Life for many residents of Dishonored's Dunwall city is brutal, short, and dark. Fortunately, the possibility of a sequel to Arkane Studios' take on steampunk stealth appears to be anything but grim, according to recent comments made by Bethesda marketing VP Pete Hines to IGN.
President Todd Hollenshead has left id Software, according to Bethesda. Hollenshead was well-known as part of the id team since 1996, where he worked alongside John Carmack, and as the long-haired MC of Quakecon in Dallas.
We know very little about MachineGames' upcoming Wolfenstein: The New Order. What we could glean from the announcement promised the return of B.J. Blazkowicz, fighting through an alternate universe where the Nazis won the war and Hendrix's All Along the Watchtower hadn't been cheapened by its bizarre inclusion in Battlestar Galactica.
We now know one extra tidbit: that video's Nazi Robots will remain strictly robotic, because the game will be entirely singleplayer.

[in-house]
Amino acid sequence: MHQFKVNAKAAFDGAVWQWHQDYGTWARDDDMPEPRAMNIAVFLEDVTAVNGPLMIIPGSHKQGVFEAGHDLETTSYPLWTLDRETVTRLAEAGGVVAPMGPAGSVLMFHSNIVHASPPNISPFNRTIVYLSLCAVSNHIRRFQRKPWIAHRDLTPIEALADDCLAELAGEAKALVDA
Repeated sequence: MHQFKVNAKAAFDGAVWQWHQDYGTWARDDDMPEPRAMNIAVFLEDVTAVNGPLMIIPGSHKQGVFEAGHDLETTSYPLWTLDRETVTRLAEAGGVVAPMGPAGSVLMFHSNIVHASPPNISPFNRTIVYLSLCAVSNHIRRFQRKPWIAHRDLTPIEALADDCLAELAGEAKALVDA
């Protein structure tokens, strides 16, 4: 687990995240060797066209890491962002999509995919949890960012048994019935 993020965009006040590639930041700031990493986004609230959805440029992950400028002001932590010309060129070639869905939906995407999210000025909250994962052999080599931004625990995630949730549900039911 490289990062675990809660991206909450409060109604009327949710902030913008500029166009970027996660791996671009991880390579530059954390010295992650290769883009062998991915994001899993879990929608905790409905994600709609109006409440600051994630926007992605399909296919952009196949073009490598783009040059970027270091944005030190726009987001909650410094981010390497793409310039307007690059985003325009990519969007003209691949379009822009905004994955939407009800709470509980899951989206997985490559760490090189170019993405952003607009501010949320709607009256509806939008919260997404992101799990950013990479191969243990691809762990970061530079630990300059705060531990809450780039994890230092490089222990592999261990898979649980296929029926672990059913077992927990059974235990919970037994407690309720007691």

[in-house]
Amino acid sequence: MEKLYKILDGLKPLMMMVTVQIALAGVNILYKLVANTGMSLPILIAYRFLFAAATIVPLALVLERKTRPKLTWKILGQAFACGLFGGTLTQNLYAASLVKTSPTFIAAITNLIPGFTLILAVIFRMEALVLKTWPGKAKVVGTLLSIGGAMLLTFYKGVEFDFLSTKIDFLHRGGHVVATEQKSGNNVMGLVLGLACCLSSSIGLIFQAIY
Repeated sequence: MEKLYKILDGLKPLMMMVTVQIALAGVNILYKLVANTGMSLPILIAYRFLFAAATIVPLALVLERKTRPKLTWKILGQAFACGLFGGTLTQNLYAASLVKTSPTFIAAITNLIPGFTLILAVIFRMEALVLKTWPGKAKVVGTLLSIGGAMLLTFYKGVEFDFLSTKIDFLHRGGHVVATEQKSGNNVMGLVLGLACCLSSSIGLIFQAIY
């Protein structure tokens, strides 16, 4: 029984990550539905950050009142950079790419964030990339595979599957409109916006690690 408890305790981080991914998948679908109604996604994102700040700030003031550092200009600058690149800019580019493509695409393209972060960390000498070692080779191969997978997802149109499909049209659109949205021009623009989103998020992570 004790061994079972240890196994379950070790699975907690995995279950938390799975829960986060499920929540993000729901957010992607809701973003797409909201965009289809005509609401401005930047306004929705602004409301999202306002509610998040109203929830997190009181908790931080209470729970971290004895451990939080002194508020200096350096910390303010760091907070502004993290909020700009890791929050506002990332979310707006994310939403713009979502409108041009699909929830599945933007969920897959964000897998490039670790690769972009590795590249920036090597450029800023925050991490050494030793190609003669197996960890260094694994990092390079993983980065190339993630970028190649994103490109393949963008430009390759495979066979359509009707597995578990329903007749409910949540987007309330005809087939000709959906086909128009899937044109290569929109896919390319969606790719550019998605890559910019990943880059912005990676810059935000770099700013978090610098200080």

Doom 4 will eventually emerge from development hell, but exactly when is still uncertain. Bethesda Vice President of Marketing and Public Relations Pete Hines tells Kotaku that id's Doom 4 team has started over on a "new version" of the game after being unhappy with the initial quality of the game.
It all makes sense now. Doom 2's nefarious UAC wasn't experimenting on secret portal technology within its shadowy Martian facility. As creator Mr. Fiat's Byngu multiplayer mod reveals, the morally bankrupt corporation was attempting to create the unholy combination of cars, fireball spam, and gladiator-style arena fights. Those monsters.
Apparently refusing to avail itself of the teleportation technology that kickstarted its earliest predecessor, Doom 4 has been creeping towards us slowly from the shadows since it was announced in May 2008. Since then it’s been teased, mentioned, and even glimpsed in a leaked selection of artwork that suggested anyone looking for finely detailed neo-classical balconies was in for one serious thrill ride when the game finally arrived.
We’re less focused on the neo-classical balconies, though, and more on the shooting and the hellspawn. Here are a few ideas we’d like to see propping up the big first-person shooter’s return.